Fast action, bloody kills, a throbbing soundtrack, and a CRT filter make Vengeful Guardian: Moonrider a fantastic throwback to retro games.
- Title: Vengeful Guardian: Moonrider
- Release Date: January 12, 2023
- Price: $16.99
- Suggested Audience Age: Rated T for Teen by the ESRB
- Availability: Switch, PlayStation, Xbox, Steam, Luna
- Recommended for fans of: Retro Action, Over the top action, and Robocop
Geek to Geek Media was provided with a review copy of this title.
Vengeful Guardian: Moonrider is a flat-out, zero-frills throwback to 16-bit action platformers. It caught my eye thanks to the chunky sprite of some sort of samurai cyborg super soldier, and as soon as I started playing it I got sucked in by its chunky, fast-paced combat.
Fortunately, unlike so many of the games it’s based on, Vengeful Guardian: Moonrider manages to also be an extremely playable game, that manages to be difficult and surmountable at the same time.
In a World…
Vengeful Guardian: Moonrider‘s plot is just as much a throwback to 90s media as its visuals. The game opens up with flashes of different programs on a CRT TV, and then settles on a news report about police “apprehending” protestors by firing machine guns indiscriminately into the crowd. Your character is some sort of super-soldier-cyborg-samurai who wakes up – both literally and metaphorically – and starts fighting back against the state.
After an optional tutorial and opening level, the game opens up and allows you to visit six different levels in any order you want. Each level is filled with platforming challenges like moving platforms, pits of death, and massive lasers, along with lots and lots of enemies. You’ll fight robotic sentries, armed soldiers, and deformed mutations, and they all explode in very satisfying bursts of bits and gore.
At the end of each stage is a different robot master. There’s a brief cutscene where they fill you in on the lore of the world and your character’s personal history, then you jump straight into a big battle against their patterned attacks. These feel perfectly old school, in that you will probably die until you learn their tells, and then the fights are a breeze. Naturally, once you beat a boss you unlock their special weapon to use on future stages.
Gotta Have that CRT
I really like Vengeful Guardian: Moonrider. It feels great to play, and the visual and audio design both absolutely nail the retro aesthetic. The sprite work is great, especially in terms of cityscapes in the backgrounds of some levels and on massive, screen-filling bosses. There’s a screenshake effect that makes impacts feel really good, and a CRT filter that you should turn on immediately after you boot up the game. Honestly, I’m shocked it’s not enabled by default.
The soundtrack in Vengeful Guardian: Moonrider is also exceptional. It’s percussive in a way that constantly heightens the action, and melds wonderfully with the visceral sound of the sword that serves as your primary attack.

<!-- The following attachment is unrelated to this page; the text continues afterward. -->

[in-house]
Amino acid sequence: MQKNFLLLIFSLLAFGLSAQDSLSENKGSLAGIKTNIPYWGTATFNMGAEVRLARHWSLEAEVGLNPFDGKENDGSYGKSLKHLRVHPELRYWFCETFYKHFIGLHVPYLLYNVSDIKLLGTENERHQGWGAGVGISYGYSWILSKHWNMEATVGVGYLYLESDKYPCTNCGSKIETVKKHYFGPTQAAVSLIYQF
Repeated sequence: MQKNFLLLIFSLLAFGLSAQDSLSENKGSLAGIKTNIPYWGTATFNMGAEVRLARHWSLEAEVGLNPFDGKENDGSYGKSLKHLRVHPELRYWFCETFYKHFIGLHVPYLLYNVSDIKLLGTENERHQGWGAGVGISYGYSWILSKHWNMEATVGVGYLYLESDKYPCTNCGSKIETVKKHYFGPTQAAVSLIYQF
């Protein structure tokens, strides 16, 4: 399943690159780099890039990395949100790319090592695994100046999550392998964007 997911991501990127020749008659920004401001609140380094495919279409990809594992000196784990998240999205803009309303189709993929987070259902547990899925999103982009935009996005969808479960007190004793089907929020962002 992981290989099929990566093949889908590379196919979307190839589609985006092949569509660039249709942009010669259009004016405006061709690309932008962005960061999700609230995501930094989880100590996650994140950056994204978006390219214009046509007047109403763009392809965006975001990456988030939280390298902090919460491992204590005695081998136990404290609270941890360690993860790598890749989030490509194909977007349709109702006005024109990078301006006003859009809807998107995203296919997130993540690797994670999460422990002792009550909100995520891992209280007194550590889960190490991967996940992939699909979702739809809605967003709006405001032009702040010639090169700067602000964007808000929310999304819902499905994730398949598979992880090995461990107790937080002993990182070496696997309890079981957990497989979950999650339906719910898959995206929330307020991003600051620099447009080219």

Upgrades and Checkpoints
As you explore the levels in Vengeful Guardian: Moonrider, you’ll find upgrades hidden away in out-of-the-way corners. Each of these augments your gameplay in some way, but you can only have two equipped at a time. Mixing and matching different upgrades lets you change the moment-to-moment feel of the game, or make things drastically different. I found myself leaning towards an upgrade that gave me a double jump mixed with either a defense or offensive boost. If you’re hardcore, however, you can equip the Glass Cannon chip in order to increase your attack at the expense of dying in just one hit.
Thankfully, dying doesn’t feel terribly punishing in Vengeful Guardian: Moonrider. I never felt like I was set more than a few minutes back by dying, as the game seems to have a really generous checkpointing system. This does bring the idea of “lives” back, which I honestly wouldn’t mind if every video game forgot about for the rest of time, but even losing all your lives to get a game over doesn’t necessarily set you back to the start. I think all of the levels I’ve seen so far have had a mid-boss that serves as a checkpoint even for a game over state, and I think the checkpoint right before the final boss of a level does the same.
It can be tough for a retro platformer to stand out these days, but Vengeful Guardian: Moonrider hits nostalgic beats perfectly, while also having just enough accommodations for modern players. I’m about halfway through the game so far, and while I’ve come across plenty of challenging sections, I’ve never felt like the game was unfair and I’ve never been dishearteningly frustrated by failure. I don’t think this game leans towards modern accommodations enough to necessarily pull in folks who didn’t grow up on games that look and feel like this, but for those who did this feels like finding a cartridge you’ve never seen before at a flea market.